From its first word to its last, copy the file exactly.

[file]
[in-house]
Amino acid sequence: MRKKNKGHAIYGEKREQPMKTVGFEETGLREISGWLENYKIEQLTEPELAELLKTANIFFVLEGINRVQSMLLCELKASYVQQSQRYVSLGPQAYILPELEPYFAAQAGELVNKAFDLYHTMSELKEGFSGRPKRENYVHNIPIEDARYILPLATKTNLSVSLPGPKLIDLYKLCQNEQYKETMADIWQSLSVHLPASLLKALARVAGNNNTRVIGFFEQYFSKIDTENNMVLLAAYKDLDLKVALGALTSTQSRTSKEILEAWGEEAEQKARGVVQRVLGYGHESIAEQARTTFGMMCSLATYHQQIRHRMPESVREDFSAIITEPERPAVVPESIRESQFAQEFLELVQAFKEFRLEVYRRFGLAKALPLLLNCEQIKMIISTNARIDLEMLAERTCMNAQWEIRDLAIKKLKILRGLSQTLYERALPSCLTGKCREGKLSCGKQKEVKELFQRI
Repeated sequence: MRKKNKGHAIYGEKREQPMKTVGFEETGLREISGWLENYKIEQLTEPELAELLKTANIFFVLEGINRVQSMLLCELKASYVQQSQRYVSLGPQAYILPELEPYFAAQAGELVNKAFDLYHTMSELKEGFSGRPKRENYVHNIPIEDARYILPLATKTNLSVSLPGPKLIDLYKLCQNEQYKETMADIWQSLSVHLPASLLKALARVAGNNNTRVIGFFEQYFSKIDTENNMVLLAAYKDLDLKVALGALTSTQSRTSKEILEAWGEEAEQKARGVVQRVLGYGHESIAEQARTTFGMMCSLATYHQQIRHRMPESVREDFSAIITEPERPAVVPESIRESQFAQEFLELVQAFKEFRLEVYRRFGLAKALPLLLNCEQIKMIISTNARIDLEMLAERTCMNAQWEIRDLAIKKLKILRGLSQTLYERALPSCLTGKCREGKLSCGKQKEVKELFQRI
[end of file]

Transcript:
[in-house]
Amino acid sequence: MRKKNKGHAIYGEKREQPMKTVGFEETGLREISGWLENYKIEQLTEPELAELLKTANIFFVLEGINRVQSMLLCELKASYVQQSQRYVSLGPQAYILPELEPYFAAQAGELVNKAFDLYHTMSELKEGFSGRPKRENYVHNIPIEDARYILPLATKTNLSVSLPGPKLIDLYKLCQNEQYKETMADIWQSLSVHLPASLLKALARVAGNNNTRVIGFFEQYFSKIDTENNMVLLAAYKDLDLKVALGALTSTQSRTSKEILEAWGEEAEQKARGVVQRVLGYGHESIAEQARTTFGMMCSLATYHQQIRHRMPESVREDFSAIITEPERPAVVPESIRESQFAQEFLELVQAFKEFRLEVYRRFGLAKALPLLLNCEQIKMIISTNARIDLEMLAERTCMNAQWEIRDLAIKKLKILRGLSQTLYERALPSCLTGKCREGKLSCGKQKEVKELFQRI
Repeated sequence: MRKKNKGHAIYGEKREQPMKTVGFEETGLREISGWLENYKIEQLTEPELAELLKTANIFFVLEGINRVQSMLLCELKASYVQQSQRYVSLGPQAYILPELEPYFAAQAGELVNKAFDLYHTMSELKEGFSGRPKRENYVHNIPIEDARYILPLATKTNLSVSLPGPKLIDLYKLCQNEQYKETMADIWQSLSVHLPASLLKALARVAGNNNTRVIGFFEQYFSKIDTENNMVLLAAYKDLDLKVALGALTSTQSRTSKEILEAWGEEAEQKARGVVQRVLGYGHESIAEQARTTFGMMCSLATYHQQIRHRMPESVREDFSAIITEPERPAVVPESIRESQFAQEFLELVQAFKEFRLEVYRRFGLAKALPLLLNCEQIKMIISTNARIDLEMLAERTCMNAQWEIRDLAIKKLKILRGLSQTLYERALPSCLTGKCREGKLSCGKQKEVKELFQRI